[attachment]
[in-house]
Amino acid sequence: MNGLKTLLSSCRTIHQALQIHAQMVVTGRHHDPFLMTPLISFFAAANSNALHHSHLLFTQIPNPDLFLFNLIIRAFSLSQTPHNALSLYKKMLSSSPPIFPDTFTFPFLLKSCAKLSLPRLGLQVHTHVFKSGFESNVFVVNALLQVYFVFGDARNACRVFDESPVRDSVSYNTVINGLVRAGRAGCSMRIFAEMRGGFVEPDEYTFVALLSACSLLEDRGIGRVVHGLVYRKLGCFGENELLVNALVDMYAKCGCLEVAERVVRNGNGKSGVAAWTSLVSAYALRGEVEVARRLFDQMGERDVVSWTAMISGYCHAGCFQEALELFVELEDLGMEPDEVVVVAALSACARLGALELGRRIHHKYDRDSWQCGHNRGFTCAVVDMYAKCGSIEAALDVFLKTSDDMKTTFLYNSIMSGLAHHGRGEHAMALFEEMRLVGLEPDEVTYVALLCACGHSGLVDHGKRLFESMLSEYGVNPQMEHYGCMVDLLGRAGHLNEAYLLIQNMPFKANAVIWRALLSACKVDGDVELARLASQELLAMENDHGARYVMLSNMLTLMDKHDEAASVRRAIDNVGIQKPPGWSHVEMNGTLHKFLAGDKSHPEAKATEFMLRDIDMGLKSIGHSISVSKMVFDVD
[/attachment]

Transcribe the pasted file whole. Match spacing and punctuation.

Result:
[in-house]
Amino acid sequence: MNGLKTLLSSCRTIHQALQIHAQMVVTGRHHDPFLMTPLISFFAAANSNALHHSHLLFTQIPNPDLFLFNLIIRAFSLSQTPHNALSLYKKMLSSSPPIFPDTFTFPFLLKSCAKLSLPRLGLQVHTHVFKSGFESNVFVVNALLQVYFVFGDARNACRVFDESPVRDSVSYNTVINGLVRAGRAGCSMRIFAEMRGGFVEPDEYTFVALLSACSLLEDRGIGRVVHGLVYRKLGCFGENELLVNALVDMYAKCGCLEVAERVVRNGNGKSGVAAWTSLVSAYALRGEVEVARRLFDQMGERDVVSWTAMISGYCHAGCFQEALELFVELEDLGMEPDEVVVVAALSACARLGALELGRRIHHKYDRDSWQCGHNRGFTCAVVDMYAKCGSIEAALDVFLKTSDDMKTTFLYNSIMSGLAHHGRGEHAMALFEEMRLVGLEPDEVTYVALLCACGHSGLVDHGKRLFESMLSEYGVNPQMEHYGCMVDLLGRAGHLNEAYLLIQNMPFKANAVIWRALLSACKVDGDVELARLASQELLAMENDHGARYVMLSNMLTLMDKHDEAASVRRAIDNVGIQKPPGWSHVEMNGTLHKFLAGDKSHPEAKATEFMLRDIDMGLKSIGHSISVSKMVFDVD